With the few starting baddies dispatched by using flanking and high percentage shots, we moved on to the second demo, taking place later in the campaign. Here, we had a look at some of the character options. There are 5 character classes in the game, each with over 30 abilities that are unlocked via a spread out skill tree. Each class has a signature weapon, and three armor slots (helmet, torso, legs). The armor pieces can be swapped out, while the weapons can be enhanced with attachments such as scopes and stocks. Everything carries with it various stats, so you can adjust the loadout to suit your play style. Beyond the gameplay effects, you can also apply visual customization to the armor and weapons, from paint to patterns and colorful accents. When it comes to the troops in your squad - non story characters that are randomly generated - you can customize them even further, by adjusting their faces and body features.
Before starting a chapter, players will be able to see the rewards as well as any optional objectives, and apply difficulty modifiers. Venturing out into the next mission, the squad of four now included a heavy and a scout class hero. The team wielded classic Gears weaponry such as a Mulcher, Gnasher shotgun, and two types of Lancers. The squad as positioned on the highway littered in debris as to best provide flanks for incoming foes. In this combat encounter, we observed some more maneuvers, such as using grenades (you can equip a choice of either frag and healing), using a chainshaw takedown on a basic enemy by rushing into them, and melee executing a downed enemy - which earns the team an extra action point that turn. There is a radius field of view, similar to a fog of war in other games. Also like elsewhere, you have to spend an action to reload your weapon, and you can also utilize the Overwatch mechanic. In this title, Overwatch is manually positioned as a cone - the larger the size, the less chance to hit the enemy who wanders into range. We also saw a special shot from a Snub Pistol which removes an enemy's Overwatch. This special action, like most others, has a multi-turn cooldown.
After clearing this area, we moved on to the end of the chapter, which featured a boss. Like the main Gears of War titles, the developers wanted to end on a large encounter, and they tried to design it in a way that makes sense for a strategy game. In this case, the map featured a large Corpser, positioned at the edge of the map. It was protecting itself, so the squad positioned to take down the nearby stragglers first. After a few moves however, the Corpser opened up, and a large attack line appeared that shows where it will strike next turn. The squad had to balance dealing damage to it while exposed, and getting out of the way for the next turn. To complicate things further, an emergence hole appeared, which can be closed with a grenade, but the team was short and so enemies appeared, including a Boomer. We don't know how this particular situation played out, as the time for the demo had ran out.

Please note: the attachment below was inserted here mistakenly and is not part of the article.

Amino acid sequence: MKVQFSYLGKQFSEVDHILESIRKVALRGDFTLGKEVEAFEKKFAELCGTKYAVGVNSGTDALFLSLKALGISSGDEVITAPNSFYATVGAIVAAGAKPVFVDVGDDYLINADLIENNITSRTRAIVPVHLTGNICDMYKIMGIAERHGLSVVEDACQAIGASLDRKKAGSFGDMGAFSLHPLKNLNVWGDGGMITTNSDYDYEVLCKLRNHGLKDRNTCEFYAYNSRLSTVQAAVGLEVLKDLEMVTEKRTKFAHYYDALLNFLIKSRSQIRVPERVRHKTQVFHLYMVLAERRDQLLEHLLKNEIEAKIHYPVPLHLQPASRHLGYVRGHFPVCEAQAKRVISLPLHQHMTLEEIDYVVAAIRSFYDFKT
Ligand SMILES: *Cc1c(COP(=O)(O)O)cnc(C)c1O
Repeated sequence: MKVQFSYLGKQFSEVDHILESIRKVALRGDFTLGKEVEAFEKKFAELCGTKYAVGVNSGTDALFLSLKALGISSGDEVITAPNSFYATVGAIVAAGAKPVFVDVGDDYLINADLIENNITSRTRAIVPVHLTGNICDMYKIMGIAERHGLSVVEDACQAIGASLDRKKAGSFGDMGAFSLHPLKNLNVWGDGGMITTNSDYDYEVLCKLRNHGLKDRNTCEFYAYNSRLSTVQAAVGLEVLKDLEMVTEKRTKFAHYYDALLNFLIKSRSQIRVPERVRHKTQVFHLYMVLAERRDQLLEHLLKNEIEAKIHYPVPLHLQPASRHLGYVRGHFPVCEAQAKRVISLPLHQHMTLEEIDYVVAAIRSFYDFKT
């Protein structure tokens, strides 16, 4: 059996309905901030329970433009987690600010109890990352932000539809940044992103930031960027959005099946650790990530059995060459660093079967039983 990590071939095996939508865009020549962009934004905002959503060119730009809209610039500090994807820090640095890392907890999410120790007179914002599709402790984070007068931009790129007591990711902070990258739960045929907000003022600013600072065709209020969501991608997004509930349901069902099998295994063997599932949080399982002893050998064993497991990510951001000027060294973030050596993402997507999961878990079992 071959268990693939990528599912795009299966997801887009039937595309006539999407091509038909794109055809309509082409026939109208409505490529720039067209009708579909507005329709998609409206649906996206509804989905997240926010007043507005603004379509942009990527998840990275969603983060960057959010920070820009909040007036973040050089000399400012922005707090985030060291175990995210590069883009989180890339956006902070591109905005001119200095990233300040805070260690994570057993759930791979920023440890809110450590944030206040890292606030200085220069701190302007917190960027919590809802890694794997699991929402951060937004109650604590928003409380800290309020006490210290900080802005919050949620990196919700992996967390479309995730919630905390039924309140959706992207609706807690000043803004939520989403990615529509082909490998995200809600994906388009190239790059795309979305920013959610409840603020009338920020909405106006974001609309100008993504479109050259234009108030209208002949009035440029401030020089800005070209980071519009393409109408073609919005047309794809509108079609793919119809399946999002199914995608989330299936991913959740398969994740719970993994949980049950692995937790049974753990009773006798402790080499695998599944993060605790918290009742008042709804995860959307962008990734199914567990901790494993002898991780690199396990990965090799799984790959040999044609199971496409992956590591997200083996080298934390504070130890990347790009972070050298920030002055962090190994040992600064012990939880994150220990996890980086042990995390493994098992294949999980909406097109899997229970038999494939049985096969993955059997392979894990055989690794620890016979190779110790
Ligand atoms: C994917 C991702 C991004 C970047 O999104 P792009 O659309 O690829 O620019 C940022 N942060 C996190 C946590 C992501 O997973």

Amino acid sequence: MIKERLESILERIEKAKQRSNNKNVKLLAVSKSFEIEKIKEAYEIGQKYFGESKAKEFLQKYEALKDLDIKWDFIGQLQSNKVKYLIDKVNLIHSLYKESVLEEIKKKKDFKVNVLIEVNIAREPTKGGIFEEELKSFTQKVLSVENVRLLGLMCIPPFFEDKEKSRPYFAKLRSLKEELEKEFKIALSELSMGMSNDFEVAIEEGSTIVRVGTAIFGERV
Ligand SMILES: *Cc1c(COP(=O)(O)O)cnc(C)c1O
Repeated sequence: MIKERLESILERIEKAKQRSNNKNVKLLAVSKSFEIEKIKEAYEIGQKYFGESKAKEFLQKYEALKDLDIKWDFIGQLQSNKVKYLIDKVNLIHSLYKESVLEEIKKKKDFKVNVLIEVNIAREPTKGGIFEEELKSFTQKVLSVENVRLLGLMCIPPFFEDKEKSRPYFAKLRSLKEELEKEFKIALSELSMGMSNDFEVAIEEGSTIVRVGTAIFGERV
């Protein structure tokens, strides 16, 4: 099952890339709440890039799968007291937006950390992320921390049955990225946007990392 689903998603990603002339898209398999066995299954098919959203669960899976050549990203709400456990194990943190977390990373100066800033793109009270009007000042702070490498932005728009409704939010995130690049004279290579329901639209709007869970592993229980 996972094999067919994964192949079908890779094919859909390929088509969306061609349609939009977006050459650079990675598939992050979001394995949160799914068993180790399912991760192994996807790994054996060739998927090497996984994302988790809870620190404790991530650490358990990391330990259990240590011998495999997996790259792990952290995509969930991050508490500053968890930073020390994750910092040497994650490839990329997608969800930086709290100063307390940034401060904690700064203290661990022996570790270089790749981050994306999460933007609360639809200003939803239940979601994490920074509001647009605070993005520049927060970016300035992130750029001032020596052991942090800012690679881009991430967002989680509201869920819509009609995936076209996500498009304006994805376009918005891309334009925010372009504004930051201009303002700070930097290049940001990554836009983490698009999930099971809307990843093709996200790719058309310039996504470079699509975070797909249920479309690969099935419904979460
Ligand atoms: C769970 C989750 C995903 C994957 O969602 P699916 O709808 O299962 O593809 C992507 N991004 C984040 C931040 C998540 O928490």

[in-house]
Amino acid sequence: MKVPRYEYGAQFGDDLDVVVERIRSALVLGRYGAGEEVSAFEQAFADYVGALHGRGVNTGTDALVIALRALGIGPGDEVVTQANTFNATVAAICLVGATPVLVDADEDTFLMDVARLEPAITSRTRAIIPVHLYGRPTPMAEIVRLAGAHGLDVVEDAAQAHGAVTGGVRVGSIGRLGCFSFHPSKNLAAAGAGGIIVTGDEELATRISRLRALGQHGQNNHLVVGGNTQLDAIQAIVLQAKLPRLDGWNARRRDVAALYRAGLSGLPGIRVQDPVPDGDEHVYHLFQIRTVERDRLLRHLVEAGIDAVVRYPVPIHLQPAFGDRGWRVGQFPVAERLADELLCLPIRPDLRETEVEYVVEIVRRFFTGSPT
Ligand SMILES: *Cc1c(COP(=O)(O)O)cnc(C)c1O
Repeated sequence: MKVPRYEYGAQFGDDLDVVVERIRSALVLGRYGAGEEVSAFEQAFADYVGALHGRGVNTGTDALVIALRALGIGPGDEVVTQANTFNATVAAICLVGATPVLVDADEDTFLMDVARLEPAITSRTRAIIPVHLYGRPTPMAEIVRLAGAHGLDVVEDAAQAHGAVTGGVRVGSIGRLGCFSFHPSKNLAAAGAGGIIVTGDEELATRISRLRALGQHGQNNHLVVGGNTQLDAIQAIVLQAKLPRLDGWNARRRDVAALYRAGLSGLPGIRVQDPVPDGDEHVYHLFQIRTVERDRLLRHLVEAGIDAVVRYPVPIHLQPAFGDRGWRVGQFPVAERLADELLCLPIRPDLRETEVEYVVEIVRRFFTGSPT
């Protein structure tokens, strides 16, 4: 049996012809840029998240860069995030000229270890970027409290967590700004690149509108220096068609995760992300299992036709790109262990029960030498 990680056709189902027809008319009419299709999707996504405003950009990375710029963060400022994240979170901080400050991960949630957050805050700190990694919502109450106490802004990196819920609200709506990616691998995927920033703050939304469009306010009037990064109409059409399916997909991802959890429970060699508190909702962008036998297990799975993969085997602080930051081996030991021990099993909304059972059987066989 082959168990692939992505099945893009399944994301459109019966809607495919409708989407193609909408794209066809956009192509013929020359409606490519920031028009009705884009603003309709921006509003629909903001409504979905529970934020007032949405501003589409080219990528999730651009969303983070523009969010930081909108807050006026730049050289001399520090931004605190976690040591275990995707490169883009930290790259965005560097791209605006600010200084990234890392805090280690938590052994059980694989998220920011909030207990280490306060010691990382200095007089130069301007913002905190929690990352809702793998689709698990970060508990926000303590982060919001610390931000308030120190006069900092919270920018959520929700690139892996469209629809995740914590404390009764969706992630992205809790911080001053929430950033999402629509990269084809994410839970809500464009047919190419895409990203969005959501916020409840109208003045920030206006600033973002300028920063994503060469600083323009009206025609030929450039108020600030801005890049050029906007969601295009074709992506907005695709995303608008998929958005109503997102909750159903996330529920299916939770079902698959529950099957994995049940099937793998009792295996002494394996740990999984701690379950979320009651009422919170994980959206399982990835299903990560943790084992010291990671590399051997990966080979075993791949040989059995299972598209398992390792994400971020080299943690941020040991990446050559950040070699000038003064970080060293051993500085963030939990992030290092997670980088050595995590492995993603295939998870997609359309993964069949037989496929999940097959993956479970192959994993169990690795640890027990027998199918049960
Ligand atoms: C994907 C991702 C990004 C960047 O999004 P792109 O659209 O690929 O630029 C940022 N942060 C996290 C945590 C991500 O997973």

From what we observed in our brief but detailed overview of Gears Tactics, the game is shaping up fairly well. It certainly has plenty of familiar Gears DNA with its setting, characters, weapons, and even good quality story custcenes. But time will tell if it's able to provide the satisfying and challenging gameplay that fans of this particular genre always seem to expect. From what we've seen, perhaps using the "aggressive" moniker to describe the game isn't totally accurate; it looks more like a relaxed and streamlined approach to the genre - not too different to the Halo Wars approach to the strategy genre. The game looks fairly polished, as it leads up to launch on April 28 for PC via Steam, Microsoft Store, and is included in Xbox Game Pass for PC / Xbox Game Pass Ultimate.